GEOL 121. Geology and the Environment Credits: 4. First-hand introduction to the materials the Earth is made of, as well as the forces that shape the Earth, and interactions between human activities and the environment. Many of the labs are done in the field. Fulfills natural science and mathematics and social justice/environmental responsibility requirements. Offered yearly in fall.
GEOL 122. Historical Geology Credits: 4. Historical account of discovery of geologic time and development of the theory of evolution; origin and development of the earth; geologic history of North America—both life and lands. Emphasis in laboratory on interpretation of earth history and use of the Quaker Quadrangle. Fulfills natural science and mathematics requirement. Offered yearly in spring.
GEOL 141. Oceanography Credits: 4. Formation of the earth and oceans; shape and composition of the ocean floor; plate tectonics. Waves and tides, seawater chemistry, climate, and the ocean’s interaction with the atmosphere. Fulfills natural science and mathematics and social justice/environmental responsibility requirements.
GEOL 150. Special Topics Credits: 4. Recent topics include geographical information systems and remote sensing, reefs of Puerto Rico, environmental history of China, climate and history, earth systems science, GIS and image processing and soil science. May also be offered at 250, 350 and 450 levels.
GEOL 151. HP:Climate and History Credits: 4. Explores the roles of global climate and climate change in the evolution and development of human beings and their cultures. Topics include climate-driven migration, effects of ice ages, climate change during the last two millennia and their effects on subsistence, war, commerce and exploration and what to expect in the next century. Prerequisite: ENGL 102. Fulfills Historical Perspectives requirement.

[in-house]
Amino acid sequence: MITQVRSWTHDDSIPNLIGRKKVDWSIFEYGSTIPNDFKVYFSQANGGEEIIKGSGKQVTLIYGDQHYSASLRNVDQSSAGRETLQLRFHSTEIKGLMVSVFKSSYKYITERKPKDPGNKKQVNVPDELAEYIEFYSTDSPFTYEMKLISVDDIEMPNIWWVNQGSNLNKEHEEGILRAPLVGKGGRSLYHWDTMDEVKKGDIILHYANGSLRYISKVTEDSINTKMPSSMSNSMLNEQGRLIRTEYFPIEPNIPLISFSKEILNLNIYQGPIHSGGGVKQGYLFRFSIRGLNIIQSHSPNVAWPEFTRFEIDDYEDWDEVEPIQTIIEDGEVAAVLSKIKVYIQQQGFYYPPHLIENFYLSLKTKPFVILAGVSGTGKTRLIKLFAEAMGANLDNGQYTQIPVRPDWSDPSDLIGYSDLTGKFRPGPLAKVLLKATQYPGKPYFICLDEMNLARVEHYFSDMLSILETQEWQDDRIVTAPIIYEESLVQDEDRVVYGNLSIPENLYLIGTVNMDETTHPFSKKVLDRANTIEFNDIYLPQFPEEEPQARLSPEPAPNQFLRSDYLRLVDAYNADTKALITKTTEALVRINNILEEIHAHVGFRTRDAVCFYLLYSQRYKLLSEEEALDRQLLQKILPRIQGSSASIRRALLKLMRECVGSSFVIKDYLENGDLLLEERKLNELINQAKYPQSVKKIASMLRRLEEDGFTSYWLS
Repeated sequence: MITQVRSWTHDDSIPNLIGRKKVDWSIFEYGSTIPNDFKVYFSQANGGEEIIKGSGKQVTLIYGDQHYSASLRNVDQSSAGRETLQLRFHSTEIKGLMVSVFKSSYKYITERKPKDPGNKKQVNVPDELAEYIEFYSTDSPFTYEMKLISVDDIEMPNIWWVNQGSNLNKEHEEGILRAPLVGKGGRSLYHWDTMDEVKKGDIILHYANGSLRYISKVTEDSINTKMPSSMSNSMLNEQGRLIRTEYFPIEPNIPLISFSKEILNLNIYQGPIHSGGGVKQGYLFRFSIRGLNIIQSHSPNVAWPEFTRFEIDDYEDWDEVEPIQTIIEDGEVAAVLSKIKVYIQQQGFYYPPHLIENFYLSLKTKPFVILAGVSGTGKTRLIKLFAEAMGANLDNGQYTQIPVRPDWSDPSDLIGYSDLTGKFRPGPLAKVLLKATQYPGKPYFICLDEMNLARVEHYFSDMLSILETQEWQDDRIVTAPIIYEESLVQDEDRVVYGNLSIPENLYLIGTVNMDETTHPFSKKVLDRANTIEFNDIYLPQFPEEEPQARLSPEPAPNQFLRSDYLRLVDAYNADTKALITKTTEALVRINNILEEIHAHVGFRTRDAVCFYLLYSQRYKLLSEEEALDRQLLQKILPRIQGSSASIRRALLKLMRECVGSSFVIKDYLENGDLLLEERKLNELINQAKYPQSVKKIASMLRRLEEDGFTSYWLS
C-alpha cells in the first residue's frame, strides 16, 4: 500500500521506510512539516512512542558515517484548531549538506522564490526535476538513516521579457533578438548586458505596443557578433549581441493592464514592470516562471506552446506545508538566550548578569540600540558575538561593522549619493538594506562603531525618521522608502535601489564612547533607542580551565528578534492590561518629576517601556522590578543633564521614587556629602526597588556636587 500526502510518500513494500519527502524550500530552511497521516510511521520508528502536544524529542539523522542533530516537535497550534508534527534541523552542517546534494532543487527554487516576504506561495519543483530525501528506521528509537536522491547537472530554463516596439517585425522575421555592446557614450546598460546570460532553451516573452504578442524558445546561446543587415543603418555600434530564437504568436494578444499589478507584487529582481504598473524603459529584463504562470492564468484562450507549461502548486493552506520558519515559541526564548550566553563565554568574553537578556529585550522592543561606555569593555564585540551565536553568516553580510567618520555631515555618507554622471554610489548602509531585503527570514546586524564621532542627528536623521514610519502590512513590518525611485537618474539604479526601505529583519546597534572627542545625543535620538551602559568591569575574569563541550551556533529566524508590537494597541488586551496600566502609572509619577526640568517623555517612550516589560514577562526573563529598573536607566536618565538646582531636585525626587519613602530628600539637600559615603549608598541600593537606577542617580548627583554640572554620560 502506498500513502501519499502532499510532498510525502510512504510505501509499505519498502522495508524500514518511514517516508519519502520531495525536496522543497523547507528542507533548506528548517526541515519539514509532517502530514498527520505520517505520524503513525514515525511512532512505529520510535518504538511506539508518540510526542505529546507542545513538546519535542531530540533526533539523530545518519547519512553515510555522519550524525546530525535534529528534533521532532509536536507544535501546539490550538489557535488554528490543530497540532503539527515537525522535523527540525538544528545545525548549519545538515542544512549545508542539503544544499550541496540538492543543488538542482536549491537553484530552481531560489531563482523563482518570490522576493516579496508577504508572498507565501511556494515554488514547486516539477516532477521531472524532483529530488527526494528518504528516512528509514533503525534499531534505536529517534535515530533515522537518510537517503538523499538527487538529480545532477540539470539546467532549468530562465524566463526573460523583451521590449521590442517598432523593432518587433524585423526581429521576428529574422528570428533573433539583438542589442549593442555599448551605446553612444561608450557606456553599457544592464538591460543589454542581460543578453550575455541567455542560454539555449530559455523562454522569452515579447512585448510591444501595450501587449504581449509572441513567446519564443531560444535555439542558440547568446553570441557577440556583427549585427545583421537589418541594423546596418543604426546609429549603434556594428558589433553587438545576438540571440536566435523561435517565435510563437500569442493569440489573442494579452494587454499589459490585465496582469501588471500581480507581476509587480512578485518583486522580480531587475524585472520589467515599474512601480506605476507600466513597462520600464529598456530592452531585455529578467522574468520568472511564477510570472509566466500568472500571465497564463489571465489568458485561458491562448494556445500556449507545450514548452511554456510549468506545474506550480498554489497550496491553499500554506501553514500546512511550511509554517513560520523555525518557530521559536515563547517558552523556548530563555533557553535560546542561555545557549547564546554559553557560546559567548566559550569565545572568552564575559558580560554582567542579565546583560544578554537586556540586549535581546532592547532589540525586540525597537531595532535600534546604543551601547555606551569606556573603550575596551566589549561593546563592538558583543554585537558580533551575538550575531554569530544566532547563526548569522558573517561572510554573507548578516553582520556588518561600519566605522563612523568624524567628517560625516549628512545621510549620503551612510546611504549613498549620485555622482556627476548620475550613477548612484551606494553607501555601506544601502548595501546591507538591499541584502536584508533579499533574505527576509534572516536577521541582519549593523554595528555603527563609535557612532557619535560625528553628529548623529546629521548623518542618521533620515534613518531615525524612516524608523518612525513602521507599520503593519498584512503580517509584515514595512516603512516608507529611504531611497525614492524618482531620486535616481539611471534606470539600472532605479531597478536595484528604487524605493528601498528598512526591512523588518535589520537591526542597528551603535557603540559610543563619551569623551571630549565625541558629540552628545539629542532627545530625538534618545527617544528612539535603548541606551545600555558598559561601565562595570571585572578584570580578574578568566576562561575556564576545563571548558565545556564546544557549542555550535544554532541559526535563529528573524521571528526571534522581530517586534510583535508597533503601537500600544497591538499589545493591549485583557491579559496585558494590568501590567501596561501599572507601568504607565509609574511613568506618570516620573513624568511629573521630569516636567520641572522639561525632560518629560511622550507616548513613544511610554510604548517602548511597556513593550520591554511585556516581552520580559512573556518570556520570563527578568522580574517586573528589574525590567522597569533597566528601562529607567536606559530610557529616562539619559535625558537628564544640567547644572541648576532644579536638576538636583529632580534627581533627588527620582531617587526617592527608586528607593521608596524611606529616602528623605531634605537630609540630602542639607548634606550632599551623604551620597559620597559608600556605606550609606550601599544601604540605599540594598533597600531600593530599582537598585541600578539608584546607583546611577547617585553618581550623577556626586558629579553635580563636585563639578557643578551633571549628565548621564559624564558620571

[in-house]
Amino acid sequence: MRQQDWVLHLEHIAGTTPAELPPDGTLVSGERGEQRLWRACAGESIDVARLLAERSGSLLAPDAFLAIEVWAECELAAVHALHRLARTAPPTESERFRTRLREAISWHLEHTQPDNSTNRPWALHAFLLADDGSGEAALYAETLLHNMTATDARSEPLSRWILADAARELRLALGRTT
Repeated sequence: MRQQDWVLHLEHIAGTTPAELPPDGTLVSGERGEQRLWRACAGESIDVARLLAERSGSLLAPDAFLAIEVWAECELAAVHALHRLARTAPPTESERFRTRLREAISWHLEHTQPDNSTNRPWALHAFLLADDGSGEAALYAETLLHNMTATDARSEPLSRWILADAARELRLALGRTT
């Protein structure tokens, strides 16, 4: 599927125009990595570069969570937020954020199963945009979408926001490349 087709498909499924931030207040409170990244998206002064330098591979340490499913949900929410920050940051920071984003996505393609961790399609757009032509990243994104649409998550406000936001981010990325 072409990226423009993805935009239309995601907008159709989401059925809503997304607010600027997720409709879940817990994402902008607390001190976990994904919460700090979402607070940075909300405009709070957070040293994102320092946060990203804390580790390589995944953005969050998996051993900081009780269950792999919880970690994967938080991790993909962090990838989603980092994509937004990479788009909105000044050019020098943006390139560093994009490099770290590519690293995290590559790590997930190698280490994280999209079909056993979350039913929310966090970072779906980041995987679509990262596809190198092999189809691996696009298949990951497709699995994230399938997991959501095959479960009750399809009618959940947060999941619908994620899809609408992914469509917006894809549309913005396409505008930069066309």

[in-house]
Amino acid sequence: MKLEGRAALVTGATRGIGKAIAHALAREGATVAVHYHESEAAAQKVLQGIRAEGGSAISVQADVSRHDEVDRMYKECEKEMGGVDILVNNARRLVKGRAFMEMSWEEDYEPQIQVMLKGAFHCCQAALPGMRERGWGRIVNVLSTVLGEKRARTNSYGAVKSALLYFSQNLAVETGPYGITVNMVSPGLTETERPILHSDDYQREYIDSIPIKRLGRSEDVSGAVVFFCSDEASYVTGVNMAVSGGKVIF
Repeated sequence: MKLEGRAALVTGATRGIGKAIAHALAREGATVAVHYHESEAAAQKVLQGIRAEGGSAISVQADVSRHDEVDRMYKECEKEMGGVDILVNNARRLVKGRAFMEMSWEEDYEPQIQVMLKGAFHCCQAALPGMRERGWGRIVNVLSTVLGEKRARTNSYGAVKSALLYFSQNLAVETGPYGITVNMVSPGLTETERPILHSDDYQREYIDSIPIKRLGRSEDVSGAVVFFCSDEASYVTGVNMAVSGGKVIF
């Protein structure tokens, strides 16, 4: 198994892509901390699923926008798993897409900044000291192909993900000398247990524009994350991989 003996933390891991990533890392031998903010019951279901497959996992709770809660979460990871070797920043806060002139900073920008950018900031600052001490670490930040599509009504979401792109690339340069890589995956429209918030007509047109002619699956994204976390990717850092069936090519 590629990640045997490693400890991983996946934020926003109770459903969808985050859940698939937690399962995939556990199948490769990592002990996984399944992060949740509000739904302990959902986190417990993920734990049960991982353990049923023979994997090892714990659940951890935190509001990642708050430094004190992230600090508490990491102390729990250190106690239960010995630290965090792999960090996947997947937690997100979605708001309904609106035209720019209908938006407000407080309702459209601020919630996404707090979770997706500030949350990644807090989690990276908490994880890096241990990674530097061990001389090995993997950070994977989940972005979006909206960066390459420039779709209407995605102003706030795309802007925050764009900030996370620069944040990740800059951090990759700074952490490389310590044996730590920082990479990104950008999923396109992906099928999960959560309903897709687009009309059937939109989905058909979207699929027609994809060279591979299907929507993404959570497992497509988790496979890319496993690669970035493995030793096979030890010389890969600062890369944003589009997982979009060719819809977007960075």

GEOL 160. Gems and Minerals Credits: 4. Introduction to minerals and gemstones. Includes basic crystallography and crystal chemistry; physical and optical properties of minerals, gemstone identification, consumer gemology. Fulfills natural science and mathematics requirement.
GEOL 190. Terroir: The Science of Wine Credits: 4. An interdisciplinary look at the science behind wine. The course will investigate the geology and geography of the major wine-growing areas of the world, and see how climate, culture and geology play a role in what grapes flourish where. Students will also learn the basics of sensory evaluation of wines. Enrollment limited to students over age 21. Must provide proof of age and sign a waiver. This course is not accepted as an elective for the A.B. or the B.S. in geology, or for the minor in earth sciences. Fulfills natural science and mathematics requirement.
GEOL 223. Hydrology Credits: 4.This course is focused on the dynamic nature of the water cycle, and includes investigations on human reliance and impacts upon this vital resource. Course content will include investigation of both surface and ground water systems, including flow dynamics, precipitation, surface runoff, stream restoration, streamflow monitoring and data analysis, ground water geology, and basic well design. Laboratory included. Prerequisite: GEOL 121 or instructor permission and an understanding of algebra. Alternate years.
GEOL 230. Environmental Pollution (ENVS 330) Credits: 4. This course examines the impacts of human culture and activity on the quality of air, water and soil with a focus on sources of contamination and the fate of pollutants in the environment. Laboratory focuses on experimental work and field studies that introduce students to the scientific investigation of environmental problems. Fulfills natural science and mathematics and social justice/environmental responsibility requirements. Offered based upon demand.
GEOL 242. Natural Science Seminars. (variable credits) Credits: (variable credits). Studies of the biology, geology, ecology and natural history of different field areas, including the American Southwest, the Galapagos, East Africa, North Carolina, and other areas. Includes a one-to-three-week trip to the area being studied, depending on when the course is offered; trip includes research project. When course is offered for a minimum of 4 semester credits, the course will fulfill the natural science and mathematics and social justice/environmental responsibility requirements.